When you complete your normal homework you can start the following project using the computer program Google Sketch-up.

You may have to install this from your Self Service.

Here is the introductory lesson

Here is a more challenging lesson.

When you complete your normal homework you can start the following project using the computer program Google Sketch-up.

You may have to install this from your Self Service.

Here is the introductory lesson

Here is a more challenging lesson.

Students are currently graphing Mug Wump and his impostors on coordinate graphs. They are investigating how a "rule" will change the dimensions of an original shape. Some rules will allow the shapes to be similar and some will not.

Do you have any ideas which rules will change an image to be similar?

Use the following link to help you in plotting points on a coordinate graph.

Do you have any ideas which rules will change an image to be similar?

Use the following link to help you in plotting points on a coordinate graph.

Here is the link to get a USB Bracelet if you have completed the Hour of Code.

Blockly: Code With Anna and Elsa

Blockly: Write Your First Program

Scratch: Animate Your Name, Create a Holiday Card and Create a Pong Game

Tynker: Build Your Own Game

MIT App Inventor: App Inventor Hour of Code (Android device needed)

Code Avengers: Learn to make a Javascript Quiz game

Code Combat: Play as a Wizard using code (spells) to control your heroes, navigate mazes, defeat ogres, trick enemies, and rescue allies! Learn JavaScript in this HTML 5 web game for complete beginners.

RoboMind Academy: Program a Virtual Robot

Code Academy: Learn Javascript

CodeHS: Learn to Code with Karel the Dog

Processing: Drawing With Code

GrokLearning: Learn Python (3 activities to learn the Python programming language)

Make Games With Us: Build an iPhone Game in Your Browser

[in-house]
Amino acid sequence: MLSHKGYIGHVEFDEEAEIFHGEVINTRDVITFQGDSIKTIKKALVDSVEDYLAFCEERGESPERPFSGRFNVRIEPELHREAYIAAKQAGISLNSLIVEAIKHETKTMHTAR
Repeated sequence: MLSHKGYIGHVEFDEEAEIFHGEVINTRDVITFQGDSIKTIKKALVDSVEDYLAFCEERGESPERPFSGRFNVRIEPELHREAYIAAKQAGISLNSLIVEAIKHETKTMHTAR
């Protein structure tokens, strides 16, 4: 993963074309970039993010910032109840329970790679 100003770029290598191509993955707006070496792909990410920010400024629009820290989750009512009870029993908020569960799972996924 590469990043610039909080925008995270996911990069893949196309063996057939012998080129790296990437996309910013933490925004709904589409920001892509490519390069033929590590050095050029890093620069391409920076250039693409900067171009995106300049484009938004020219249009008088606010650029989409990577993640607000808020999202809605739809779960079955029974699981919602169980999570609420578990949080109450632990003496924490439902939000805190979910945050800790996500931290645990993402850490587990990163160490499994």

Touch Develop: Crazy drawings, flying monsters, swirling flowers… create your apps on your device with TouchDevelop, a friendly mobile app creation environment. Runs on iPhone, iPad, Android, Windows, Windows Phone, Linux, Mac.

Students used rubber bands to make scaled sketches in the first investigation.

Here are some pictures of them working.

- 7.RP.A.2 Recognize and represent proportional relationships between quantities.
- 7.RP.A.2a Decide whether two quantities are in a proportional relationship, e.g., by testing for equivalent ratios in a table or graphing on a coordinate plane and observing whether the graph is a straight line through the origin.
- 7.RP.A.2b Identify the constant of proportionality (unit rate) in tables, graphs, equations, diagrams, and verbal descriptions of proportional relationships.
- 7.RP.A.3 Use proportional relationships to solve multistep ratio and percent problems.

- Similar Figures Understand what it means for figures to be similar

- Identify similar figures by comparing corresponding sides and angles

- Use scale factors and ratios to describe relationships among the side lengths, perimeters, and areas of similar figures

- Use algebraic rules to produce similar figures

- Recognize when a rule shrinks or enlarges a figure

- Reasoning With Similar Figures Develop strategies for using similar figures to solve problems

- Predict the ways that stretching or shrinking a figure will affect side lengths, angle measures, perimeters, and areas

- Use scale factors or ratios to find missing side lengths in a pair of similar figures

- Use similarity to solve real-world problems

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